• Established a Transportation Trust Fund (TTF) to fund not only highway construction, but also port, airport, and mass transit programs;
  • Created a special Toll Facilities Revolving Account within the TTF; and
  • Provided, through increases in the state sales and use tax and various transportation user fees, new revenues to sustain the new TTF.

With the passage of this legislation, the distinction between highway revenues and other transportation revenues was superseded by a distinction between various transportation agencies’ trust fund revenues (those derived from taxes and fees imposed by the 1986 Special Session and flowing to them via the Transportation Trust Fund) and their special fund revenues (those derived from sources other than the Transportation Trust Fund and allocated to them through other mechanisms). From a VDOT perspective, the 1986 Special Session had, in effect, separated highway resources into a maintenance fund and a construction fund.

The major components of these funding mechanisms and their associated mathematical formulas have remained largely unchanged since.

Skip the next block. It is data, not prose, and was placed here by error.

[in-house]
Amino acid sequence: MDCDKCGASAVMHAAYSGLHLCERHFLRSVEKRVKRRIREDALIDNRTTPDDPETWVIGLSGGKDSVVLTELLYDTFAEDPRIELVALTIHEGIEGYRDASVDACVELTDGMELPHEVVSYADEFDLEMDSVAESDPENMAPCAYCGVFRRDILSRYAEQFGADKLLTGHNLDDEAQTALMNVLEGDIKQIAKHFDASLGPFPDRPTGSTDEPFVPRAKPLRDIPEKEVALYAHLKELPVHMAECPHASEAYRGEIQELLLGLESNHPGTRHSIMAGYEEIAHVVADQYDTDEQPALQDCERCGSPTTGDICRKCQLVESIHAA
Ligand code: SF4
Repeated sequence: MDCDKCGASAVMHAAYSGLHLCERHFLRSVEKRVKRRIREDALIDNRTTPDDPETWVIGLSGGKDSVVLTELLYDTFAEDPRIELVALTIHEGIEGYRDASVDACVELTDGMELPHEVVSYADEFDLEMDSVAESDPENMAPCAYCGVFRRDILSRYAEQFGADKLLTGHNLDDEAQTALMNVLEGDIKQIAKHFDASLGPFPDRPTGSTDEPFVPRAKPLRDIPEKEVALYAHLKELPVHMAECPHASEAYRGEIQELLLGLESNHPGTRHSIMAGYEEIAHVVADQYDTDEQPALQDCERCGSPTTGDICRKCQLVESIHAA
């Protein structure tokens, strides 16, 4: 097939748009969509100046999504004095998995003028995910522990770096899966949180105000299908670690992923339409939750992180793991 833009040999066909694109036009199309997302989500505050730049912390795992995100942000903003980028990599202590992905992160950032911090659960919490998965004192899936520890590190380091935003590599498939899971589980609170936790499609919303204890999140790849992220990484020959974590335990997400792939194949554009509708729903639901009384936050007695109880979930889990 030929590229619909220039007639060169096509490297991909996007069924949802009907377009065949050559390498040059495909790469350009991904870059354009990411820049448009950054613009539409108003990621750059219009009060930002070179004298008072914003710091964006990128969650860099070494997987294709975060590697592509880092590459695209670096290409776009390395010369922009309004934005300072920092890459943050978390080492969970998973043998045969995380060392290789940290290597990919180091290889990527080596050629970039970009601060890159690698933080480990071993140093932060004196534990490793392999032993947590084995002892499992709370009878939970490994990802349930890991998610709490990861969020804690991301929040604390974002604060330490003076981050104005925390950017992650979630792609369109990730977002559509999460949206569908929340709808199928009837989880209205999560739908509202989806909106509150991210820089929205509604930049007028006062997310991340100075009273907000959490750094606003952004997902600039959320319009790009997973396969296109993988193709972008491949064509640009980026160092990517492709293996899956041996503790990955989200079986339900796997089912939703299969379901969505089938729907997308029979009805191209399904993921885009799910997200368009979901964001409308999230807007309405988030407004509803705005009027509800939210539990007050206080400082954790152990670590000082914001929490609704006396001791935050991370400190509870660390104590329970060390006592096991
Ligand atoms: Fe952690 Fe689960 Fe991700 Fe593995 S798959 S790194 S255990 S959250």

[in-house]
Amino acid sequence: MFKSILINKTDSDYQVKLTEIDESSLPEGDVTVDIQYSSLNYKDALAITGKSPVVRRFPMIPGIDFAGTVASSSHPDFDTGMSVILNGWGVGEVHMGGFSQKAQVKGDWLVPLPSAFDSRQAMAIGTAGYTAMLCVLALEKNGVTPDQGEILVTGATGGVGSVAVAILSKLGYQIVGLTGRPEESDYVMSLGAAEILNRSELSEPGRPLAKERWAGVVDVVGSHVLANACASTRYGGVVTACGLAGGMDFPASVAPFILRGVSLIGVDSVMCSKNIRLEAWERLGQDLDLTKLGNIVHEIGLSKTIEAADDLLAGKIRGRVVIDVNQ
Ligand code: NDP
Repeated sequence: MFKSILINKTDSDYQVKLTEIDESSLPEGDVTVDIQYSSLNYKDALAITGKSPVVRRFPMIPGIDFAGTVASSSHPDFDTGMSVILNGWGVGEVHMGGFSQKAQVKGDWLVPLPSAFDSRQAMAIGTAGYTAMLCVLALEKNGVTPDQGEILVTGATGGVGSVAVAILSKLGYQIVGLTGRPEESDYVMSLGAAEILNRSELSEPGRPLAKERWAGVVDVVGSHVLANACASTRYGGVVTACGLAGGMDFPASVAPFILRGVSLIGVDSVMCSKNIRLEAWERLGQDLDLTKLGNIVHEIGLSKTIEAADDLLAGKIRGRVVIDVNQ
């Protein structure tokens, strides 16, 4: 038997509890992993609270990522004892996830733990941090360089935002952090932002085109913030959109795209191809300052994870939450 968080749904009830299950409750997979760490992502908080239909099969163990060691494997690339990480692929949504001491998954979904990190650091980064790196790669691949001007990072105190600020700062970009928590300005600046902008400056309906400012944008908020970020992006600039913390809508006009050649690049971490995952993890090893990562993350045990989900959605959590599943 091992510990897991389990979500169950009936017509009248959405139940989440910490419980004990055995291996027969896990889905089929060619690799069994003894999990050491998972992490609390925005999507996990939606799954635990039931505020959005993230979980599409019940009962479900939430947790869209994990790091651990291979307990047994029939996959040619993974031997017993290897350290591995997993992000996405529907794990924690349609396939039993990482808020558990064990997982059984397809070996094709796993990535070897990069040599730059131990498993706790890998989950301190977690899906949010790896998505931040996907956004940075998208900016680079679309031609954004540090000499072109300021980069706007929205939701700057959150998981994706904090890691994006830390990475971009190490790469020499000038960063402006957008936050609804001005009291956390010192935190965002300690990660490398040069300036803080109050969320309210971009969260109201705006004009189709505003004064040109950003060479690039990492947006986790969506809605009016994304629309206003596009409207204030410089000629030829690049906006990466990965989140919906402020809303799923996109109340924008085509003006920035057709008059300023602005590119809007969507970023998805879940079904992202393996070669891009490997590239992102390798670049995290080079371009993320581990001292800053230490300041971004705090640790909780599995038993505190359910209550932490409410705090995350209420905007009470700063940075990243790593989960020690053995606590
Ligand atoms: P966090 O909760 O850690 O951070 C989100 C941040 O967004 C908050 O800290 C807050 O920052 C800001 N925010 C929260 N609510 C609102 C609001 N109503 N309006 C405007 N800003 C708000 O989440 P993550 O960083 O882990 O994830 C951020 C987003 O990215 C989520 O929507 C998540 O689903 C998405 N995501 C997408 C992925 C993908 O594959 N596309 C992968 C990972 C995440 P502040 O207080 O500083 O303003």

Statutory Formulas

House Appropriations Committee staff built upon the foundation laid by the day’s first briefing to explain to the members how, due to a number of interrelated factors, in the 15 years since the last major changes to the highway allocation formulas set out in the Code of Virginia, more and more highway program funding has gone "around" these statutory formulas, rather than "through" them.

In FY 1988 the total transportation budget was $1.7 billion, and 93 percent of the highway construction budget was allocated to interstate, primary, secondary, and urban system projects according to the formulas. By FY 2003 the total transportation budget had grown to $2.9 billion, but only 40 percent ($597 million) will be distributed by formula.